So for my money, if right now you're having palpitations that aren't stopping, you should go to the ER. Period. If you're not having palpitations right now, you should still make an urgent care appointment with your PCP. If you tell them what you've told us, you'll get all the tests you need, probably starting with an EKG. You might also end up wearing something around for 48 hours that monitors your heart's activity.

Anecdotal: My mom had a condition called supraventricular tachycardia (SVT) for many years before she died of something completely unrelated much later in life. It felt like her heart was suddenly racing for no reason. It could last for a few seconds, or for a long time. It was treatable and manageable.

One thing she was taught was to cough a few times, hard, when it started. Other tricks were to massage her own carotid artery, clench her abdominal muscles like she was trying to have a bowel movement, or dunk her face in cold water. These tricks were meant to increase the tone of the vagus nerve on the heart and break the abnormal electrical circuit causing the SVT. If it didn't work and the racing continued, she was instructed to go to the ER, where they could keep an eye on her and treat her.

TLDR, you don't need to be in danger of immediate death to go to the ER. You don't need to have something fatal to go to the ER. You don't need to have heart failure or heart disease to go to the ER. If you go to the ER and subsequently fail to die, no one will laugh at you for having gone to the ER.
posted by kythuen at 4:39 PM on August 26, 2014 [4 favorites]

To expand on what others have said, the palpitations you are describing are an extremely common presenting complaint in primary care doctors' offices. Most everyone practicing general internal or family medicine will know how to "work you up" for this problem -- which tests to get and what to do if they're not normal. More broadly speaking, you really need a primary care doctor to coordinate your care, and if you have the sort of insurance that will let you see specialists à la carte, you will certainly be able to find a good in-network PCP.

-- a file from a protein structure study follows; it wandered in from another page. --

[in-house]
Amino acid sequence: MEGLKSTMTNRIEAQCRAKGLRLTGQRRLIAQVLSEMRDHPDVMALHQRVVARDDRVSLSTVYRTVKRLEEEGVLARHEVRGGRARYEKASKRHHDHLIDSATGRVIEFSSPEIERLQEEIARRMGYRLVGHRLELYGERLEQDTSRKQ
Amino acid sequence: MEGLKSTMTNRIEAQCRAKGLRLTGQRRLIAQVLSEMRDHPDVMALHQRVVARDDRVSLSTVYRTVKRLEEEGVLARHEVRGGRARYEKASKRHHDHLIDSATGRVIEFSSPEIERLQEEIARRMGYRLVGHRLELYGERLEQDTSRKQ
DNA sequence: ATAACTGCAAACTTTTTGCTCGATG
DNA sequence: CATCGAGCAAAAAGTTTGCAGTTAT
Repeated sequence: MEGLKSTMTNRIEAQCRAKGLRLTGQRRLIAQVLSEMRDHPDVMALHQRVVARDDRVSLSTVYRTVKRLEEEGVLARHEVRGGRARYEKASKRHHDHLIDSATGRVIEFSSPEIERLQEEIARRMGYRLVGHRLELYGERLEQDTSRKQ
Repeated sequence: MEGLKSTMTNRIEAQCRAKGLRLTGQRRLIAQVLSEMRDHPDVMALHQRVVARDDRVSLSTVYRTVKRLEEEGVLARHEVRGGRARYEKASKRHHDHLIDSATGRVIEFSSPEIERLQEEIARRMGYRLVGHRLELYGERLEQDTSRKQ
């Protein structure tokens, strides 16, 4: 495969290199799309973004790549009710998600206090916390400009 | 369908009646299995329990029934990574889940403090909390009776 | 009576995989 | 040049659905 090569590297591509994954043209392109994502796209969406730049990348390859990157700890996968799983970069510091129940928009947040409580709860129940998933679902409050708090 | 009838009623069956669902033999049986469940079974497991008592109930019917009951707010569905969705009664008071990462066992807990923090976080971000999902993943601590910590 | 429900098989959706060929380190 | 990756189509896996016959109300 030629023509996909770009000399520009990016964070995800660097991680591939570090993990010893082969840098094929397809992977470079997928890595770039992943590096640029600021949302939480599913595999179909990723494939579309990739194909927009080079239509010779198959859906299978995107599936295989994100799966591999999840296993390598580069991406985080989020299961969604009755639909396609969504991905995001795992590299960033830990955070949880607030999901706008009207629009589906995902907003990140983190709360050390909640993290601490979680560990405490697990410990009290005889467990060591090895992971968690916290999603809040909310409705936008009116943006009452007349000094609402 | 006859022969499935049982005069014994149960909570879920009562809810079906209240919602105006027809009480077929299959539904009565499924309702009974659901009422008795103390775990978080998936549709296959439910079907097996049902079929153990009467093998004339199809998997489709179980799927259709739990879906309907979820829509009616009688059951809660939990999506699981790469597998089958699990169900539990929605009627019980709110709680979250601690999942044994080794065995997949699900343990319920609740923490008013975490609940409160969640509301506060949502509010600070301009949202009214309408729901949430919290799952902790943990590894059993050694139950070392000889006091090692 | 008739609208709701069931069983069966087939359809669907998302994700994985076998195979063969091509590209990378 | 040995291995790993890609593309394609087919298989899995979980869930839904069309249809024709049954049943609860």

posted by killdevil at 4:39 PM on August 26, 2014

I know I should have a good PCP but the reason I don't have one now is because I've had a pretty piss poor history with dismissive PCPs. The last one I had was dismissive with my symptoms before I was diagnosed with a thyroid disorder. She told me my thyroid was fine when in fact it wasn't. I found a thyroid specialist on my own and he diagnosed me with an under active thyroid.
posted by MaryDellamorte at 4:40 PM on August 26, 2014

Years ago I had occasional, distressing intervals of irregular (in both frequency and amplitude) heartbeat and the doctor made me undergo a stress test. From the results, he diagnosed the above-mentioned PVC. He said he could give me something to treat this symptom, but the cause was stimulants. Yes, at that time I was drinking a lot of coffee. The solution was to become decaffeinated, which was difficult, but afterwards my PVCs went away. Of course, YMMV.
posted by Rash at 4:59 PM on August 26, 2014

I don't take Synthroid, but I get palpitations when my potassium and magnesium are too low.

I had a scary heart palpitation issue last summer and it was because my potassium was too high. I'd been taking vitamins and eating a lot of carrots and green beans and squash and then exercising a lot so I was dehydrated and overpotassiumed. I went to one of those doc-in-the-box places (after calling the number my health insurance has, they both suggested this and said that place would take my insurance but be sure to find a place that has an EKG) that had an EKG and they did that and gave me a blood test and said that was what they were pretty sure was wrong. They said if it didn't go away in a few days they'd refer me to a cardiologist. It went away. So maybe if you have no PCP you could call the health insurance people and ask them what the best next steps are?
posted by jessamyn at 5:00 PM on August 26, 2014

My husband had what he described as "heart flutters" and after some work ups and monitors and keeping a log, it's likely a gastric thing. He was put on generic Prylosec and it seems to have helped.
posted by PussKillian at 5:23 PM on August 26, 2014

Staying hydrated, as someone above mentioned, is really important. Dehydration can make your heart go haywire.
posted by mareli at 5:42 PM on August 26, 2014

IANAD. Take your pulse using your middle finger on your wrist and a clock with a seconds hand, or your phone with a timer app. I use an app called Instant Heart Rate on my Android. This info will be helpful to your doctor.
Get a very cold, very wet washcloth and put it on your face. Cold water on your face stimulates the mammalian dive reflex, and can reset your heartbeat.
If you know how to do slow, deep, belly breathing, that may help.
Drink a big glass of water - being low on fluids can screw up your electrolyte balance.